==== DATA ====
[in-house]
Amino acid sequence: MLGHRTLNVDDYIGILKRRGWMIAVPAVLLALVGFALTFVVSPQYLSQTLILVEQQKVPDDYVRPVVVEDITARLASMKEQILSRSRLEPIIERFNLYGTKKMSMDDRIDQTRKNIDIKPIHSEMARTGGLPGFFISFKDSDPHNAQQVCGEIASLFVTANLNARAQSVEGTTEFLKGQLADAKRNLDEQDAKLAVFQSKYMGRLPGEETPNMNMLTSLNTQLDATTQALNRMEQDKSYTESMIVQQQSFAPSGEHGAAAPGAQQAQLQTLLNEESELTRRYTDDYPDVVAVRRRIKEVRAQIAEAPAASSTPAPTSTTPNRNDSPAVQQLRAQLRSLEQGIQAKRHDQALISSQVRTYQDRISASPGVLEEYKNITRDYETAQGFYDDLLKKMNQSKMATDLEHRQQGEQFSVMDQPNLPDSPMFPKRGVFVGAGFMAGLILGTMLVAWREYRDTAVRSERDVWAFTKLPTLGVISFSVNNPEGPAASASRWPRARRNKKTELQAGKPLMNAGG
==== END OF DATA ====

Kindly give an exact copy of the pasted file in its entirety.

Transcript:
[in-house]
Amino acid sequence: MLGHRTLNVDDYIGILKRRGWMIAVPAVLLALVGFALTFVVSPQYLSQTLILVEQQKVPDDYVRPVVVEDITARLASMKEQILSRSRLEPIIERFNLYGTKKMSMDDRIDQTRKNIDIKPIHSEMARTGGLPGFFISFKDSDPHNAQQVCGEIASLFVTANLNARAQSVEGTTEFLKGQLADAKRNLDEQDAKLAVFQSKYMGRLPGEETPNMNMLTSLNTQLDATTQALNRMEQDKSYTESMIVQQQSFAPSGEHGAAAPGAQQAQLQTLLNEESELTRRYTDDYPDVVAVRRRIKEVRAQIAEAPAASSTPAPTSTTPNRNDSPAVQQLRAQLRSLEQGIQAKRHDQALISSQVRTYQDRISASPGVLEEYKNITRDYETAQGFYDDLLKKMNQSKMATDLEHRQQGEQFSVMDQPNLPDSPMFPKRGVFVGAGFMAGLILGTMLVAWREYRDTAVRSERDVWAFTKLPTLGVISFSVNNPEGPAASASRWPRARRNKKTELQAGKPLMNAGG